Mekong River “plunged to its lowest level in 20 years”

According to Al Jazeera’s recent article the “Mekong River plunged to its lowest level in 20 years.”
The Mekong river originates in China and flows south through the Tibetan Plateau, and along the border of Burma, Laos, Thailand, through Cambodia and out its delta in Vietnam.
Al Jazeera interviewed  Andrew Walker, a researcher at Australian National University, who suggests that the dams are for hydropower, and aren’t for anything other than energy generation.  Walker elaborated saying,
“There might be some minor fluctuations given the balance between dam filling and release, in comparison to the effect of the very low rainfall throughout the region over the past year….Water shortages in the dry season in Southeast Asia are not unusual at all.”
Experts within the basin have a different attitude.  Witoon Permpongsarcheren of the Mekong Energy and Ecology Network said:
“..upward of the Golden Triangle there are no main tributaries from Laos…So whatever is happening with the flow at the Golden Triangle is almost 100 per cent from China.”
This seems to be a classic case of the upstream riparian holding all the cards.  That is to say, China has the economic clout, military strength, and upstream hydrology.
http://commons.wikimedia.org/wiki/File:Mekong_river_location.jpg
The Mekong River Commission (MRC), formed in 1995 (after many decades of nascence) is comprised of Cambodia, Lao PDR, Thailand and Viet Nam.  The absence of China in the MRC makes comprehensive water management plans impossible.
This month, WaterSecurity will explore the emergence of the MRC, other state and non-state actors in the Basin, as well as the future of this basin in terms physical drivers such as climate change and social drivers such as China’s longterm energy demand.
Stay Tuned!
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The Mekong: the first Theme Basin of 2010!

The Mekong River Basin

WaterSecurity is going to test out having a theme basin that we will follow in a bit more detail.  This includes examining treaties, non-governmental partners, intergovernmental partners, and others.

The basins are planned to rotate monthly, but we’ll see how that works depending on the basin and the amount of material that should be covered.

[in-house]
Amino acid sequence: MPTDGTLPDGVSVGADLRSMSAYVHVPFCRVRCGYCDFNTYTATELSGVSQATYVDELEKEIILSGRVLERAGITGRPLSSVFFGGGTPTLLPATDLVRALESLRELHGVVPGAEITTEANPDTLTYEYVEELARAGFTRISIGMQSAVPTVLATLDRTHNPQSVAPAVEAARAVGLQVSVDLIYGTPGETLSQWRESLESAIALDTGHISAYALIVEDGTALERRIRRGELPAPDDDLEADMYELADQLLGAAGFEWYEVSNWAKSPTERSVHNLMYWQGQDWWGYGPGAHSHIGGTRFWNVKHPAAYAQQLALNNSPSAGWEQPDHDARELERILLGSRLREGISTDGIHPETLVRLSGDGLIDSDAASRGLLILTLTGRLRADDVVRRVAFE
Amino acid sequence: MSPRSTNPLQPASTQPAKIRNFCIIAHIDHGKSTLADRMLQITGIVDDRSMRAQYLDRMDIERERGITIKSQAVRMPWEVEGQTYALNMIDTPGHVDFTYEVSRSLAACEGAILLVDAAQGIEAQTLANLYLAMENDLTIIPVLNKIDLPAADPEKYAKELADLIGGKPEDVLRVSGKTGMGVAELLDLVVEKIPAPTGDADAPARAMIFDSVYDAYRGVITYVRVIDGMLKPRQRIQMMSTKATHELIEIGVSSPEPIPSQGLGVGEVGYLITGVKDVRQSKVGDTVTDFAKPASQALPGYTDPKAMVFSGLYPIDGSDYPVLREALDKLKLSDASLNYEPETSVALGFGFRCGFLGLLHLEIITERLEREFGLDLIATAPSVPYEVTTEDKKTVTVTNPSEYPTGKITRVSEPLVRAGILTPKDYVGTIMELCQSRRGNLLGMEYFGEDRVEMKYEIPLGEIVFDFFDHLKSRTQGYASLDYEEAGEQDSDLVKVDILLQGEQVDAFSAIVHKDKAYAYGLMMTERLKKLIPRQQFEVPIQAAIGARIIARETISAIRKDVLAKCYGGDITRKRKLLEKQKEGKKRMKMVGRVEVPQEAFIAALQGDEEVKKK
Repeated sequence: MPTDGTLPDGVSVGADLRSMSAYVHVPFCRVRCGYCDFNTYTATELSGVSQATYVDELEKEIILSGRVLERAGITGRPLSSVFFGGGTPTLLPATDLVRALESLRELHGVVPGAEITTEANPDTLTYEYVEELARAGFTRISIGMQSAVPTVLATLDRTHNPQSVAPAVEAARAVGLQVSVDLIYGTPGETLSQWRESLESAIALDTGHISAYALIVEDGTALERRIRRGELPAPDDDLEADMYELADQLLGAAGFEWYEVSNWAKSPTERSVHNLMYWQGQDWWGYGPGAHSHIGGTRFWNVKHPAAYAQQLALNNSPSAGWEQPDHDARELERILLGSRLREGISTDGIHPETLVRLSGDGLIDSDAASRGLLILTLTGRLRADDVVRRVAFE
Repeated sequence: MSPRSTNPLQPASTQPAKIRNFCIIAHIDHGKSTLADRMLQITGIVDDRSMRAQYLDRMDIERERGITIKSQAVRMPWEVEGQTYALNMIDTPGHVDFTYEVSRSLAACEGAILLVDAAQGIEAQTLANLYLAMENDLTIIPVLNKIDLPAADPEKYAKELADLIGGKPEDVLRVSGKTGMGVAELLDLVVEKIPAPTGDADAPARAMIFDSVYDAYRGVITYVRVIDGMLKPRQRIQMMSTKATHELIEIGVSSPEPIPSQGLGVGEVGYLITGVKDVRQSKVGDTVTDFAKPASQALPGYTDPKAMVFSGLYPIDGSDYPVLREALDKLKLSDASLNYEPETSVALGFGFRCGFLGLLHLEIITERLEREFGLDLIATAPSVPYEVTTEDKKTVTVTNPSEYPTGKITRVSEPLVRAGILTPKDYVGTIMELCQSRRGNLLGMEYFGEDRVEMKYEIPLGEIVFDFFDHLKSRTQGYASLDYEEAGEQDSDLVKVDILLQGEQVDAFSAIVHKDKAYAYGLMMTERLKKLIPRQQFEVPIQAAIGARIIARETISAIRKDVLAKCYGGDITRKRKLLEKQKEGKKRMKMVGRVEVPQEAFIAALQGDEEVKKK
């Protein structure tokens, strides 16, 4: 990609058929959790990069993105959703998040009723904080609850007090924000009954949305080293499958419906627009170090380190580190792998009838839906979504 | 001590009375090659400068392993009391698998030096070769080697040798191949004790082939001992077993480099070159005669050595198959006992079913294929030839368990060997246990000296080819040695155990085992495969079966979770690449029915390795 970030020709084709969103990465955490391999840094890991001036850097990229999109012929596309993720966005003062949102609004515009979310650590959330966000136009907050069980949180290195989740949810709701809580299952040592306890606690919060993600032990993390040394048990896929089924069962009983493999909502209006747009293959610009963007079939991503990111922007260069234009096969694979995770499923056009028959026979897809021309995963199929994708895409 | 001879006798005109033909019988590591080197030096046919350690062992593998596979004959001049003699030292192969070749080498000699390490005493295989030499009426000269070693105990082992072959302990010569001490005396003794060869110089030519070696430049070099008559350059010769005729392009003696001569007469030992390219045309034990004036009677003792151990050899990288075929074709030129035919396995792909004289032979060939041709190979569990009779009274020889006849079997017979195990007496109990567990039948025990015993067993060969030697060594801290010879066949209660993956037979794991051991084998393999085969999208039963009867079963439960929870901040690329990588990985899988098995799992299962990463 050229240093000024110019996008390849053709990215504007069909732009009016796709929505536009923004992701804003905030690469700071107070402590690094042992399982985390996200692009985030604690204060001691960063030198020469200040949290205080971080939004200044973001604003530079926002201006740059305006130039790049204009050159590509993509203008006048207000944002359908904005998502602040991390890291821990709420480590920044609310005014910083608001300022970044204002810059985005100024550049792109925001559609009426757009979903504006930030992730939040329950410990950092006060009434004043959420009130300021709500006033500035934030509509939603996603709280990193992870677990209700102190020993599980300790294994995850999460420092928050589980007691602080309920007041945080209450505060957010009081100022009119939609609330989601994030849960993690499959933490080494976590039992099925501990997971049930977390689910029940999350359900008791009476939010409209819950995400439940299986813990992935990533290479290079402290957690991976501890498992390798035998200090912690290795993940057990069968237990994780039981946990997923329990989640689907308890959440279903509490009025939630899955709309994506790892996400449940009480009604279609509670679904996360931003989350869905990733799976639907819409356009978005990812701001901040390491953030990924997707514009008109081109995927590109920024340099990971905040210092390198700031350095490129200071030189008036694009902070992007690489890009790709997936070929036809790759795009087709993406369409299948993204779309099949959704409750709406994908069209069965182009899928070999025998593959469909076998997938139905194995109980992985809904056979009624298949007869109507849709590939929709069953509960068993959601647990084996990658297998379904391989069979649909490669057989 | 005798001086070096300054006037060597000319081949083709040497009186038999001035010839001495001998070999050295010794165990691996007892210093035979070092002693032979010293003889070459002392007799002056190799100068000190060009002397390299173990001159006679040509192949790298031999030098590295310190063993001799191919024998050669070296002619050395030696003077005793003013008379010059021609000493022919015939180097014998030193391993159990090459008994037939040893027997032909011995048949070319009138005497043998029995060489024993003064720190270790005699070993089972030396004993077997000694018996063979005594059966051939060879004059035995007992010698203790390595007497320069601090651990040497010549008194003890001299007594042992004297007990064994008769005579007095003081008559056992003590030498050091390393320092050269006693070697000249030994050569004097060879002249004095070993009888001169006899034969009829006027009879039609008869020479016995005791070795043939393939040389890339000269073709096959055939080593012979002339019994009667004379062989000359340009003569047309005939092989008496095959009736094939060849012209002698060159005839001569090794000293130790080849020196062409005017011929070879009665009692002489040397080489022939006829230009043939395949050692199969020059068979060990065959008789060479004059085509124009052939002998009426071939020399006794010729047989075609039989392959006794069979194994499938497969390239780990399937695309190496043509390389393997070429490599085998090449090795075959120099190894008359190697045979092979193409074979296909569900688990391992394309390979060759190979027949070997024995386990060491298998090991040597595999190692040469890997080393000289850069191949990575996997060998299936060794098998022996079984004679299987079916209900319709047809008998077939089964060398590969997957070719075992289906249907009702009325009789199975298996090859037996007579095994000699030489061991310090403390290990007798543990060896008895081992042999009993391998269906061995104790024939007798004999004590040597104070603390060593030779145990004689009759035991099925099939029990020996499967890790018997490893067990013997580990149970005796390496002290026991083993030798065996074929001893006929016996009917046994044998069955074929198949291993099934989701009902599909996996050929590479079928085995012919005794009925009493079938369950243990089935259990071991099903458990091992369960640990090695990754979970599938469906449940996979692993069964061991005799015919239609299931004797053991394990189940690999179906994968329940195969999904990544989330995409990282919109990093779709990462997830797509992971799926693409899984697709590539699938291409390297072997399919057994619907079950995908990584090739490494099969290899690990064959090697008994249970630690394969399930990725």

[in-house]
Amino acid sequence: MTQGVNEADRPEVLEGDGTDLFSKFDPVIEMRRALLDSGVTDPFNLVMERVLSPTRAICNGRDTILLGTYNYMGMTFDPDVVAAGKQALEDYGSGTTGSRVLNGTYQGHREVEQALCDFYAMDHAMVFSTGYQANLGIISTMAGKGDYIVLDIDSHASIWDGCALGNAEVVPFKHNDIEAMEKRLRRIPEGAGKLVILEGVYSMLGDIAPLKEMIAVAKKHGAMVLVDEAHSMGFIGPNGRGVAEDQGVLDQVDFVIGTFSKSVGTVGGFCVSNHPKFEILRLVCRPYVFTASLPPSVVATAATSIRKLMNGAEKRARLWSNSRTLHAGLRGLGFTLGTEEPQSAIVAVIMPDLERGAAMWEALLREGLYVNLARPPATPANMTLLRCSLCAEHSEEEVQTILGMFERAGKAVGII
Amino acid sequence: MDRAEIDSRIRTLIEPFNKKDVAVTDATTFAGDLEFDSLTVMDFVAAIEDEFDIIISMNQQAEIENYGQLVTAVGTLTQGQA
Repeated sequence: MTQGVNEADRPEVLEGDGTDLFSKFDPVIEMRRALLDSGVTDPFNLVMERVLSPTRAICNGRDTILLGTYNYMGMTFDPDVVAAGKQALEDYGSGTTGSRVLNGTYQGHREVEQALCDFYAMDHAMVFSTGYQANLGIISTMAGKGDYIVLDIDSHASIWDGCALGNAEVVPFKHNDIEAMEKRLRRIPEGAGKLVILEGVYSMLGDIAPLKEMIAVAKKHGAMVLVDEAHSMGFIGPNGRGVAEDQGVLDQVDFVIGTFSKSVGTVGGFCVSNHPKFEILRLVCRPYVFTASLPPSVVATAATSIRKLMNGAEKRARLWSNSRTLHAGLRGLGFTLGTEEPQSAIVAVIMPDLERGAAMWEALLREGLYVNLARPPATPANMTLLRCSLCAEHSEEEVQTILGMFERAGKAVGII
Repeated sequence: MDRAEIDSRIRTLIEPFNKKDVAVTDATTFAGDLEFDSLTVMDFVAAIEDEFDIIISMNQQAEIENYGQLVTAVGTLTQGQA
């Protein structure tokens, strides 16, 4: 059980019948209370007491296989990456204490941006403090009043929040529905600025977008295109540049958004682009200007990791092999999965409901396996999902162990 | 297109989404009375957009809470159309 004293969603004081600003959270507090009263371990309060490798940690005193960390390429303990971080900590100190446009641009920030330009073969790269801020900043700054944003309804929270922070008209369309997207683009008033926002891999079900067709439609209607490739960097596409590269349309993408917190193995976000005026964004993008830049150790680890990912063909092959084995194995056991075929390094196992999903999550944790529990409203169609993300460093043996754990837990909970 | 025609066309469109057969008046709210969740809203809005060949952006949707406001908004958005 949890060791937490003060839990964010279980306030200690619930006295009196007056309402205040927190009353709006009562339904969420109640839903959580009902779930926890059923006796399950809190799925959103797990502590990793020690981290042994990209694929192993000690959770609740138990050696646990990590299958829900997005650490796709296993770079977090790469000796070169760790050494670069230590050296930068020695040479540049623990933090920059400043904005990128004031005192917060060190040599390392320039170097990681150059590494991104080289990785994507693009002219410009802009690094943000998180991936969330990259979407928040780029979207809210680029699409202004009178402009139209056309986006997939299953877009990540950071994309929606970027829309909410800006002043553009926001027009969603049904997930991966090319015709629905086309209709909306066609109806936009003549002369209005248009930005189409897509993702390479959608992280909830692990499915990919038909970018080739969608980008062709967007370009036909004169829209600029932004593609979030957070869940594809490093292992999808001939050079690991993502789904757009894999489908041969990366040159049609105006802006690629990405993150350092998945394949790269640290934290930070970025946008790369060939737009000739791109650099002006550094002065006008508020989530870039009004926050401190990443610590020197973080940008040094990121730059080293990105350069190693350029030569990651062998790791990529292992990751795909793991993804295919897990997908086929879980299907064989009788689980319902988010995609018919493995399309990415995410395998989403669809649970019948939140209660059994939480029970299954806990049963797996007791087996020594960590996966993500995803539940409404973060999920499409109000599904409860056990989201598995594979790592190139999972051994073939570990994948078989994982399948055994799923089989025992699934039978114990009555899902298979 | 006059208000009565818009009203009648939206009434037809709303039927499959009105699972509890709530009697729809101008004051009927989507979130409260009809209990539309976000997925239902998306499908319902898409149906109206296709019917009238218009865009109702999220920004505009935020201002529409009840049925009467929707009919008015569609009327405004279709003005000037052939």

Why another water blog?

I was astonished when I searched “water security” in google, and didn’t come across a blog of the same title.  Granted many useful website pop up (including FAO, UNESCO, EPA), but nothing in the form of a digest that keeps track of all things water security.

So, in the absence of a suitable blog I’m making one to fill that gap.   It is my hope that this blog can ultimately be of similar value as many other well known waterwonk blogs, such as WaterWired, Aquafornia, WaterSIS, and Chance of Rain.  You can follow the posts of this blog on Twitter (twitter name: watersecurity), or just come back every now and then to see a new post.

What’s with the Banner pic Pat?

Regional, National, and International security are all founded upon the consistent and reliable functioning of the natural environment, specifically access to water resources and all of the benefits water provides for society including drinking, sanitation, transport, and food production.

Most of the largest watersheds in the world are transboundary in nature, and as a result, form the basis for either international conflict or cooperation.  I am particularly fascinated by the huge diversity of issues and actors in the Middle East and North Africa (MENA) region.  Groundwater, surface water, atmospheric moisture, and even virtual water all coalesce into a complex and seemingly intractable hydrologic network,that underlies a similarly complex geopolitical landscape.

The blog’s content will not be limited to water & security issues in the MENA region, but its likely that they will feature relatively prominently.